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Responses to Darling-Hammond | The Nation

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Responses to Darling-Hammond

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Responses to Linda Darling-Hammond's article in this issue on the Bush Administration's 2002 No Child Left Behind Act.

About the Author

Pedro Noguera
Pedro Noguera, a professor of sociology at New York University, is the author of City Schools and the American Dream...
Velma L. Cobb
Stephen Zunes, an associate professor of politics at the University of San Francisco, is the author of Tinderbox: U.S....
Deborah Meier
Deborah Meier is a senior scholar at New York University, formerly the principal of K-8 public schools in New York and...

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Pedro Noguera

Linda Darling-Hammond makes it clear that there are many problems associated with NCLB that have undermined the benefits it was intended to deliver. That is certainly true, but it's also important to emphasize that opposition to NCLB is not based on a desire to return to the past--to the time when it was possible for poorly educated students to graduate with meaningless diplomas or when many schools showed little interest or ability in promoting higher levels of learning and achievement for all students without regard to race, disability, language or background.

Despite its failings, two basic goals of NCLB remain important: Students should be educated under higher academic standards, and those responsible for educating them should be held accountable.

Few NCLB critics argue against higher academic standards. However, while it is easy to set the standards (actually, it has not been that easy in several states), it is far more important to insure that the standards and conditions under which students are educated are also raised. In pursuit of higher test scores, "failing" schools have enacted measures that have actually undermined the quality of education and social well-being of students. Schools and districts striving to "teach to the test" have eliminated or reduced access to art, music and even science if they are not covered on standardized tests. Some have eliminated field trips, recess and physical education. In many secondary schools, students have been required to enroll in test prep courses, some of which meet for nearly two hours a day. NCLB has done nothing to insure that students are taught in enriched learning environments, exposed to creative and effective teachers and given access to stimulating and rigorous curriculums.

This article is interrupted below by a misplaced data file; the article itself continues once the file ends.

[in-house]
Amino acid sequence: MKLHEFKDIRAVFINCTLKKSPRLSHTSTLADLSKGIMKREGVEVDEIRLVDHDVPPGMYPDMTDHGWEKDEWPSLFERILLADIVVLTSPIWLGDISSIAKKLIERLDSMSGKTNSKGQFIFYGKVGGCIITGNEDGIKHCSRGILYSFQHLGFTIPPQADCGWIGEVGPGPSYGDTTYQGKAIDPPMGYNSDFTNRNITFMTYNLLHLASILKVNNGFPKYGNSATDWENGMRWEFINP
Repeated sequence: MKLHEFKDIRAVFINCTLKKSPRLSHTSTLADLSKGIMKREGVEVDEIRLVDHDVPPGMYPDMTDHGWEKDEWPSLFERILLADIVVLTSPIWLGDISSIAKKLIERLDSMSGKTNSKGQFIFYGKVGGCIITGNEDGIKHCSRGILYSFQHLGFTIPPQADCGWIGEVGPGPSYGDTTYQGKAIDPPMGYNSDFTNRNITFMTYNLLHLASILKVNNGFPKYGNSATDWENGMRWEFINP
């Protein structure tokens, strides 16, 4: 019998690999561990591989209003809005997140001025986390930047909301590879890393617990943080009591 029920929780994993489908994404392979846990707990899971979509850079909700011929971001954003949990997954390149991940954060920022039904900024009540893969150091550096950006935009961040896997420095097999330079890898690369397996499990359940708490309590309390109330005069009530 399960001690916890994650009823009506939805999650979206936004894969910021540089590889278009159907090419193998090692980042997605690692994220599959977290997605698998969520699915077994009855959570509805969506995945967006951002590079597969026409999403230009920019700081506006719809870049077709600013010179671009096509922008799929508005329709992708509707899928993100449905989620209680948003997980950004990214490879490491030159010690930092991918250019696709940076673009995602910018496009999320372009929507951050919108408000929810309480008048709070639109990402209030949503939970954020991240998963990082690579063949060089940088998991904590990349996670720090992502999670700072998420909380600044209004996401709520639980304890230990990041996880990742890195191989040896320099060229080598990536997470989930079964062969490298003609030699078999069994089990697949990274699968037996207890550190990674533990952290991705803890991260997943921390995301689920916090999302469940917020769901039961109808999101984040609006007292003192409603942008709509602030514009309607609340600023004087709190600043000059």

In the area of accountability, NCLB has opted for the path of least resistance, holding accountable the most vulnerable (students) and the least protected (principals), but not other parties--elected officials, senior school administrators, teachers and parents. In cities such as Chicago, New York, Boston and now Los Angeles, mayors have demanded control over the public schools but mayoral control does not include specific accountability standards. What happens if schools don't improve under their leadership? In a public debate, I asked the superintendent of a large urban district who was an advocate for high-stakes exams how many administrators would be fired if as many as 50 percent of his seniors were denied diplomas, as was expected the first year the exams were implemented. Puzzled, he responded, "Maybe a principal or two will have to go." That June 6,000 students who would have graduated under previous standards were denied diplomas, and the same superintendent, the governor and the leading newspapers declared the results a victory for high standards. The fact that a third of those students were recent immigrants who were illiterate in English, another third were identified as learning disabled and the final third were students who came from high poverty districts long known for their failing schools didn't seem to trouble any of the "standards" advocates.